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The international conference «Hierarchies of Territory: Precedence and Interrelationship between Regions in Russian Space, 1700-1991»
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11 октября 2021 - 13 октября 2021
The Russian Federation today consists of over 80 federal units (sub”ekty federatsii), including republics, kraia, autonomous okrugs, oblasts, and so forth. Each of these forms of territorial organization has its own standing and place within the state hierarchy. But this represents just the most basic level of the state’s territorial organization. Each of these units in turn forms part of larger conglomerations or groupings of territories, such as federal or military districts, economic macroregions, or archbishoprics, as well as less determinate political-cultural entities such as the North, the South, Siberia, the Volga Region, and so forth, all of which occupy their own distinct niches within official and popular conceptions of the national area. The variety of these spatial formations and the different ways of “reading” Russian territory that they represent appear all the more striking when one considers the complex historical legacies that inform them. Even past spatial forms that are no longer visible today nonetheless remain deeply resonant and influential.
None of these ways of representing territory, past or present, is autonomous. Instead, each plays a role and has its assigned place within structures of meaning. As such, they reflect the reality that Russian space, like the territory of all states, is organized according to a range of hierarchies that together define the socio-political, economic, and cultural ordering of the state. It’s worth noting that the very understanding of region as a territorial entity is itself fundamentally relational. Put differently, no region can exist on its own. Every region is the product of likenesses, contrasts, and/or connections, real or imagined, with at least one other region. In a basic sense, there can be no North without a South, no center without a periphery. Europe would not be Europe without Asia, and so on.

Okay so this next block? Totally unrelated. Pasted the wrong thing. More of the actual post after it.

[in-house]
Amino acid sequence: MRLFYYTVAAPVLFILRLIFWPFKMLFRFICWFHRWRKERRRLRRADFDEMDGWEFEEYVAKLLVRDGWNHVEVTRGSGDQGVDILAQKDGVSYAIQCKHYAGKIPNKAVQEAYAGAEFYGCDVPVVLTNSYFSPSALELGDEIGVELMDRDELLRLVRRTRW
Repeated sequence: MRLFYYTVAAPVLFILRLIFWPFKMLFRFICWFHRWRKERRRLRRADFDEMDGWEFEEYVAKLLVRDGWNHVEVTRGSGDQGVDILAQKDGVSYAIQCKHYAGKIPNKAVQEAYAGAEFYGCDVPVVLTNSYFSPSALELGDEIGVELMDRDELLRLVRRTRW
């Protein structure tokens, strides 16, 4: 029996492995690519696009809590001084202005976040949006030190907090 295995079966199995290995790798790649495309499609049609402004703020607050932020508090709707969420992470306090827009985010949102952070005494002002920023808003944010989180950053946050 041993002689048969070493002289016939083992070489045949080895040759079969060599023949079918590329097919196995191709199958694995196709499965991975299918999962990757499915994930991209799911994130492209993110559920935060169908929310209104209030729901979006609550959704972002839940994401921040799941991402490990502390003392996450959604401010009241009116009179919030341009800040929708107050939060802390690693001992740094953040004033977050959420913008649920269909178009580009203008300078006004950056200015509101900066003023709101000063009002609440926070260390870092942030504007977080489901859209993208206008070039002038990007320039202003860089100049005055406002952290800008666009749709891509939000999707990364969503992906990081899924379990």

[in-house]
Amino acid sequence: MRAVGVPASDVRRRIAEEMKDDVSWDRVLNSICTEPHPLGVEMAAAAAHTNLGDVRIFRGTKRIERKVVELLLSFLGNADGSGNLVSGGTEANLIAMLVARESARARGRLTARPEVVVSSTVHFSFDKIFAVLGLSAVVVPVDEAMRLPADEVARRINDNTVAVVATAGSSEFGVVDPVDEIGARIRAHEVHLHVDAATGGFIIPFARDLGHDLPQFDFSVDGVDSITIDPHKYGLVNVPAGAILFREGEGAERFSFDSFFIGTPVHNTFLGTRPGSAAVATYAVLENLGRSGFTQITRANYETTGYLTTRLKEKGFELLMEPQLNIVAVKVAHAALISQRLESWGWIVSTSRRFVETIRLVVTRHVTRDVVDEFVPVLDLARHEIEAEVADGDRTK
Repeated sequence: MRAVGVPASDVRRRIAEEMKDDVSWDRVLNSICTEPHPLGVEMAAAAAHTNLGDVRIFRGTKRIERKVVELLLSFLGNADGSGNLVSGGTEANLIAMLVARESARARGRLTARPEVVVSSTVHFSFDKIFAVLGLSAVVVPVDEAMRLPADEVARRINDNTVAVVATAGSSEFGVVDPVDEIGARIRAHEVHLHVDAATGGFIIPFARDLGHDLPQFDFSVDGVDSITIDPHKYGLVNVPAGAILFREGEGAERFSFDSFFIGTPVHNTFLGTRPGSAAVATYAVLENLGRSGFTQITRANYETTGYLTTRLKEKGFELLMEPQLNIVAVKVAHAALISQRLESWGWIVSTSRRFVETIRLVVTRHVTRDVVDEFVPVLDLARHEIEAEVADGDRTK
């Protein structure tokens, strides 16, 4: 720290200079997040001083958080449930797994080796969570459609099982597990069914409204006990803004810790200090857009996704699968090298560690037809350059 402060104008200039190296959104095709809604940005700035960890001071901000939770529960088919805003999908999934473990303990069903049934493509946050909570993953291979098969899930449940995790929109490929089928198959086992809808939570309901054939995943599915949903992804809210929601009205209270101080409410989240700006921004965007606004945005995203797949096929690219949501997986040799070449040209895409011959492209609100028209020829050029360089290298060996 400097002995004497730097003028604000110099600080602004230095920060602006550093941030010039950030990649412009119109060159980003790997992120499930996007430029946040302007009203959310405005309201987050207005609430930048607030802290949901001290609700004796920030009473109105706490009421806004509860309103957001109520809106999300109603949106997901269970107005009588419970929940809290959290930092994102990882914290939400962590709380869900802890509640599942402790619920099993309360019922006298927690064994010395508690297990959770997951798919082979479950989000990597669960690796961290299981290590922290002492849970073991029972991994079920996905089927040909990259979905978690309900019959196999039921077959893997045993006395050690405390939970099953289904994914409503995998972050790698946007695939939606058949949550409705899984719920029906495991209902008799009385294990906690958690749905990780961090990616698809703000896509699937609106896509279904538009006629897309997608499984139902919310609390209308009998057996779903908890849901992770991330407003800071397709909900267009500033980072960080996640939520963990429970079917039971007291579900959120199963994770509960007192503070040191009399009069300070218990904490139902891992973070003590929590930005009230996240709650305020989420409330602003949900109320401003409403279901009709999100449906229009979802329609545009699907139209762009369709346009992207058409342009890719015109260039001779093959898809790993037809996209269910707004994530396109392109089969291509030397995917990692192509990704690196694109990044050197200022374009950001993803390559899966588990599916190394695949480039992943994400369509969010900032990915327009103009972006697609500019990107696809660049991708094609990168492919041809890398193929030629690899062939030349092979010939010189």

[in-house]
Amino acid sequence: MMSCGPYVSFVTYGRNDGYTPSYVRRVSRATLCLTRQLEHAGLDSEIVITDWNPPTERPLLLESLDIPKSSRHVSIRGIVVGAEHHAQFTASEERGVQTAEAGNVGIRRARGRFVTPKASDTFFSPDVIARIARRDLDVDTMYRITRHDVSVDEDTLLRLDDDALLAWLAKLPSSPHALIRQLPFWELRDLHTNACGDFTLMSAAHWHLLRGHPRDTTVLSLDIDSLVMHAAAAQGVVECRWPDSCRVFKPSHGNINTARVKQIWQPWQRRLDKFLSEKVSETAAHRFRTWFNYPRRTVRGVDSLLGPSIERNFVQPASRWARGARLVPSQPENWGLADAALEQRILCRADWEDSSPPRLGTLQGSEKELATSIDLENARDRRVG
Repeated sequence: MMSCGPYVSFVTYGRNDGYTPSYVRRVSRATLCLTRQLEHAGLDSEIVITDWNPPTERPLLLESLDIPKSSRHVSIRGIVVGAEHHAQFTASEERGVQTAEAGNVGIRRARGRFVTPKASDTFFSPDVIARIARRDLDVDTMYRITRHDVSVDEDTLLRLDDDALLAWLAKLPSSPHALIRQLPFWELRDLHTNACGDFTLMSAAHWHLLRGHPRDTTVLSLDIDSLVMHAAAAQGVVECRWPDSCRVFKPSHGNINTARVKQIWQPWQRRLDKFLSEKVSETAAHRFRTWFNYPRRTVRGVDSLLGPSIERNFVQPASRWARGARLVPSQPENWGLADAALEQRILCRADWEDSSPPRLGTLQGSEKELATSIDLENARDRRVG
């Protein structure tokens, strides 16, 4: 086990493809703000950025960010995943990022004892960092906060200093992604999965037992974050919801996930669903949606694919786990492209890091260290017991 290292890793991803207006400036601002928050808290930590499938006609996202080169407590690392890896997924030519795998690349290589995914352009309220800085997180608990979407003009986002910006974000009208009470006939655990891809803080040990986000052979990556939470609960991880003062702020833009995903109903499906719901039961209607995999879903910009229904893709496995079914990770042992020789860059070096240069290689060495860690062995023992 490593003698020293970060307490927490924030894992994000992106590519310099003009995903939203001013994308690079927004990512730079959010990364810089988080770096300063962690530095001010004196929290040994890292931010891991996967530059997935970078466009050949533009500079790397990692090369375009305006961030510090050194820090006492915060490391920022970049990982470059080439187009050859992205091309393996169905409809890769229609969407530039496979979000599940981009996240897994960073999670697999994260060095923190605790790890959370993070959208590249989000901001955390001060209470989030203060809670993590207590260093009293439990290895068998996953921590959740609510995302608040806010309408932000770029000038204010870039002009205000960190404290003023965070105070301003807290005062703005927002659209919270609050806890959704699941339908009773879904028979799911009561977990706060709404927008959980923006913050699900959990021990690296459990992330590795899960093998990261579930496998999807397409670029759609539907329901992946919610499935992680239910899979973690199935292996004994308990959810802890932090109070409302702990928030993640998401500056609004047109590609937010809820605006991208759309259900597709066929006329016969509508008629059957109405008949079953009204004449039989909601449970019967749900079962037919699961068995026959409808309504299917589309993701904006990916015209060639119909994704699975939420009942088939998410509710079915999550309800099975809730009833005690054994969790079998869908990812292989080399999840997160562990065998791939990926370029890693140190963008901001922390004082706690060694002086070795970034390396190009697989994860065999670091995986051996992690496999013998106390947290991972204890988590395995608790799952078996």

Building from this conceptual foundation, our conference aims to explore the history of how different definitions of territory and the relations between them emerged and developed within Russian space over the preceding three centuries, taking into account the shifting effects of political and economic power as well as cultural values that defined this long period. We are especially interested in examining the factors that influenced how and why a given region might be seen to be higher or lower or of greater or lesser importance within the different imperial and national hierarchies that characterized Russian space during the imperial and Soviet eras, tracing the dynamics that shaped how these various hierarchies formed, evolved, changed, or, conversely, endured across time even through periods of otherwise momentous political and cultural-historical transformation.
Topics To Be Discussed Include:
Political, economic, and socio-cultural factors influencing the elaboration of territorial hierarchies and the related dynamics of region-building and region-defining. The relative status of territories within the real and imagined geographies of the Russian Empire and the USSR. The meaning of mental maps and the ordering and representation of territorial space that defines these political forms. The process of naming regions — both formally and informally — and how the politics of nomenclature influences regional perceptions and structures as well as policies affecting regional development. The effects of naming on the relative importance and/or marginal status of a given region or territory of the state. The narratives of power (variously defined) that justify territorial hierarchies. The role of regions within power discourses, and their linkages with the distribution of symbolic capital and economic resources within state space. The influence of social and political practices on the formation and reinforcement of regional hierarchies; competition between regions to achieve greater status or to counteract marginalization Concerns with territorial status as reflected in the practices of regional description in the 18th-20th centuries; the visualization of territorial hierarchies in the imperial and Soviet periods The conference will include a young scholars’ section open to graduate student participants from Russian universities. Two weeks prior to the conference selected participants will submit their papers to a panel consisting of one or more expert commentators. The work of the section will then consist of close discussion and feedback on these papers between students and commentators. The working languages of the conference will be Russian and English.